Stratiscape - A layered approach to HTML5 Canvas drawing

When I created my first HTML5 game I was surprised that the canvas element in HTML5 didn’t support multiple layers that could be painted on independently. Independent stacked layers would help in many situations when animating only a portion of a game (like the main character) so that the system doesn’t have to repaint backgrounds or other elements that remain mostly static. One way to get around this limitation is to have multiple stacked canvas elements that are painted independently and serve the same layered functionality I wanted. There are some canvas libraries that already support layers, but many of them were very heavy and added much more functionality than I needed for my game. That’s when I decided to build Stratiscape, a simple HTML5 layered canvas library.

Using the Stratiscape library is straightforward, it is a matter of creating an instance of the main Stratiscape class, defining one or more drawn objects for your canvases and then adding those objects to a stratiscape layer, and finally setting up the drawing interval. This article will show you how to build a simple animated stratiscape page, in the background we’ll draw a blue rectangle, and in the foreground we’ll have some circles that will bounce around inside the rectangle.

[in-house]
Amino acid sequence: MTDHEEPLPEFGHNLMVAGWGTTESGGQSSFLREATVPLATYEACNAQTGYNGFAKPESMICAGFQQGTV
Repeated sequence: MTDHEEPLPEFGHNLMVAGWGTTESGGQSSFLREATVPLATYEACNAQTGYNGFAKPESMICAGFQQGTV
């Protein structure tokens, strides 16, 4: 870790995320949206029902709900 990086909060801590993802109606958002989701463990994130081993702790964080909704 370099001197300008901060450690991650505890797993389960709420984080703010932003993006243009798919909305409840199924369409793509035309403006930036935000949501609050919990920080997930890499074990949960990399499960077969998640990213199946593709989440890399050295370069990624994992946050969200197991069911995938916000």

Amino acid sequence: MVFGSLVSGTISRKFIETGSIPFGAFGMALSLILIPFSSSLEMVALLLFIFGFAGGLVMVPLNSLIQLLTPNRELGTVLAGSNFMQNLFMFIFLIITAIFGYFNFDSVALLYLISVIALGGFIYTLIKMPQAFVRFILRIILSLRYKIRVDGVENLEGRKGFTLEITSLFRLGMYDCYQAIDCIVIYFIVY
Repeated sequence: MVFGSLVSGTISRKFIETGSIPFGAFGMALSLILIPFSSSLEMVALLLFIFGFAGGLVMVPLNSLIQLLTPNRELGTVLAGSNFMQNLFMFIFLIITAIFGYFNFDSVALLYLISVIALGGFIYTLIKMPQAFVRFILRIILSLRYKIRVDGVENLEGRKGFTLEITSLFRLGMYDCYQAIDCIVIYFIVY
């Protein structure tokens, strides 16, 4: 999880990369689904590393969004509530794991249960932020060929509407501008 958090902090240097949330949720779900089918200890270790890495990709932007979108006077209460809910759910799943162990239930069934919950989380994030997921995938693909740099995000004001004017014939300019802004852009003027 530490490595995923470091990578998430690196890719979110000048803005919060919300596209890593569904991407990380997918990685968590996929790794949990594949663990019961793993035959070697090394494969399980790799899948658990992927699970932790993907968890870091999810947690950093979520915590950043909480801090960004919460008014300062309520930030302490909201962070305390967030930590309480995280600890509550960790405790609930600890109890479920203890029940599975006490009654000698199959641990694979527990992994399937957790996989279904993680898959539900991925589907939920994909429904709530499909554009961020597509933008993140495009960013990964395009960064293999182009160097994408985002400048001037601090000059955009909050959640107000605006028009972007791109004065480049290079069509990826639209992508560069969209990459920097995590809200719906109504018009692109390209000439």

To create an object of the Stratiscape class, we pass in a config object that defines how we want the layers created:

document.stratiscapeDraw = new Stratiscape({'containerId':'canvasContainer',
			{'name':'canvasBackground', x:0, y:0, width:640, height:480, 'backgroundColor':'black'},
			{'name':'canvasForeground', x:0, y:0, width:640, height:480}

In our config object, one of the required properties is ‘containerId’ which should be the id of the element we want all of our generated canvas elements to reside, so we’ll want to make sure our page has a div with an id that we specified in our config object: “canvasContainer” like this:

<div style="position: relative;" id="canvasContainer"></div>

Next let’s figure out what we want to draw and how we’ll draw it, to do this in Stratiscape, we define a subclass of the DrawnObject class and we should at least define two methods init and draw.